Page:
Those were my words in my first Panther Post欧洲杯哪里投注 message of the 2019-20 school year, on August 29. As construction finished on our new Family Commons and Martin Lenz Harrison Library, I seized upon the metaphor of building as a theme for the school year, challenging ourselves to provide the vision, blueprints, tools, and materials our students need to realize our mission, fulfill their potential, and positively impact our world. I could never have imagined just how prophetic the theme would turn out to be.

欧洲杯哪里投注The world is, indeed, ever-changing and challenging and our lived reality this spring and early summer has made that abundantly clear to all of us. The COVID-19 pandemic accentuated the strengths and flaws of ourselves, our institutions, and our society. And yet, our students emerge stronger, with the resiliency, flexibility, and independence that might not have otherwise been cultivated if not for the pandemic. Our exceptional faculty were able to pivot quickly while never losing hold of the caring relationships they have with students. Families have been supportive and understanding as difficult decisions have been made to keep our community safe.

The raw, visceral murder of George Floyd and ensuing unrest and violence has laid bare the fissures of society many gloss over or choose to ignore. Yet through critical thinking, creative inquiry, and honest conversation, our young people hold the promise of change where our generation, and generations before us, have failed. The MPA curriculum, grounded in character education and the humanities, in concert with the sciences, provide the tools and materials necessary to build a better future, to “stir the human spirit, stand for justice, and shake the world.” Indeed, building a better future requires our students to dream big and do right.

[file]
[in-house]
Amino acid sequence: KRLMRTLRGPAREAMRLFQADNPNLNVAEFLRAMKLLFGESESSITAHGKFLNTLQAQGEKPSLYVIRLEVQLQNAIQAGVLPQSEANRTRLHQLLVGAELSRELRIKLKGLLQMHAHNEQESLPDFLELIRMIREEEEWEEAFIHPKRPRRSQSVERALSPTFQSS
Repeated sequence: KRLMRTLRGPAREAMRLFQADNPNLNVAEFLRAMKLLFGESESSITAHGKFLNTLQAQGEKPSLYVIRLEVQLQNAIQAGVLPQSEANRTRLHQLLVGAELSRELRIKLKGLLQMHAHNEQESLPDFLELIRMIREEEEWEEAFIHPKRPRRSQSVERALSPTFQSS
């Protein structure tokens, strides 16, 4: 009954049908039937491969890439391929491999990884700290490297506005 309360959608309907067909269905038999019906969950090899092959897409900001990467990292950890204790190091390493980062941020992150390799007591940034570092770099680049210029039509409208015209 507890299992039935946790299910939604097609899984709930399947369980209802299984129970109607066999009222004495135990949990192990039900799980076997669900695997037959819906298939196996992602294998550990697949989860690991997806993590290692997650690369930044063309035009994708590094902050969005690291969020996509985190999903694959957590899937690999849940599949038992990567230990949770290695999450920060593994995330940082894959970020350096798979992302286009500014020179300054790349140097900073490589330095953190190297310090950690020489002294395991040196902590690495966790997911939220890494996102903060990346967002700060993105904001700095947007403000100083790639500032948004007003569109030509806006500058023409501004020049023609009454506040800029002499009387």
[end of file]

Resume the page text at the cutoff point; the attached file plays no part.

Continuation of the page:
Thank you for entrusting your children to MPA—I am grateful for your partnership this school year. We are united in our shared belief that education is fundamentally an act of hope and that by investing in our children, we are indeed building a better future. I am confident that the strength of our community will carry us forward to a new day. Have a wonderful summer and I look forward to coming together in August.

PS: Please know you will hear from me on a regular basis this summer, as I share more information about plans for the fall. Our next communication is scheduled for Tuesday, June 23. Do not hesitate to reach out to your division director as questions arise!